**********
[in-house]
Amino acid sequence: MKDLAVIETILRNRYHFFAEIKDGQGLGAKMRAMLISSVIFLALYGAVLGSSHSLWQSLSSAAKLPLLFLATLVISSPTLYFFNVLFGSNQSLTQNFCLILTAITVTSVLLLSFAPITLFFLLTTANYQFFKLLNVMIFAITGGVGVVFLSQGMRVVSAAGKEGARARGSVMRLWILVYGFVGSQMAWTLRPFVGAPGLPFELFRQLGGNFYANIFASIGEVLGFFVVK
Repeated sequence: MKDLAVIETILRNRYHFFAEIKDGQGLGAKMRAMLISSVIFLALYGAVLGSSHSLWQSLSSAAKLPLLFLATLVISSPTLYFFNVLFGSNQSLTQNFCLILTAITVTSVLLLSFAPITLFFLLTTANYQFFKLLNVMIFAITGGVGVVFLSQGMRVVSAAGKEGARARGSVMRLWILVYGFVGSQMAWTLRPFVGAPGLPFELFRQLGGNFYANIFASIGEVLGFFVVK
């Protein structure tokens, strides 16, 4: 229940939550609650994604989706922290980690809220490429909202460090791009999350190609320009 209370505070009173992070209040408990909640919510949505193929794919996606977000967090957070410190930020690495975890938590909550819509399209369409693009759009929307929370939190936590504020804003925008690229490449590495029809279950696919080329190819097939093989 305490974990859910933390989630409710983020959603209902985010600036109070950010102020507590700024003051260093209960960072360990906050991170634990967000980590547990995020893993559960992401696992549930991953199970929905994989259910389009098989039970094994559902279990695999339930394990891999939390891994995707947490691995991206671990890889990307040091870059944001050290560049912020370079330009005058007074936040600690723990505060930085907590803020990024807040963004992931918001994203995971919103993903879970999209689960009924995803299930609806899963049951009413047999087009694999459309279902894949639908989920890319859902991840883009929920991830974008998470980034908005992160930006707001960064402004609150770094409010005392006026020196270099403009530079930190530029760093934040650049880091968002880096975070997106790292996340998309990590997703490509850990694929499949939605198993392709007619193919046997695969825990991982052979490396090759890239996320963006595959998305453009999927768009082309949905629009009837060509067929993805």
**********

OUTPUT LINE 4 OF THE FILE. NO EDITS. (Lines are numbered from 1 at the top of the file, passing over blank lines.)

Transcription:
């Protein structure tokens, strides 16, 4: 229940939550609650994604989706922290980690809220490429909202460090791009999350190609320009 209370505070009173992070209040408990909640919510949505193929794919996606977000967090957070410190930020690495975890938590909550819509399209369409693009759009929307929370939190936590504020804003925008690229490449590495029809279950696919080329190819097939093989 305490974990859910933390989630409710983020959603209902985010600036109070950010102020507590700024003051260093209960960072360990906050991170634990967000980590547990995020893993559960992401696992549930991953199970929905994989259910389009098989039970094994559902279990695999339930394990891999939390891994995707947490691995991206671990890889990307040091870059944001050290560049912020370079330009005058007074936040600690723990505060930085907590803020990024807040963004992931918001994203995971919103993903879970999209689960009924995803299930609806899963049951009413047999087009694999459309279902894949639908989920890319859902991840883009929920991830974008998470980034908005992160930006707001960064402004609150770094409010005392006026020196270099403009530079930190530029760093934040650049880091968002880096975070997106790292996340998309990590997703490509850990694929499949939605198993392709007619193919046997695969825990991982052979490396090759890239996320963006595959998305453009999927768009082309949905629009009837060509067929993805």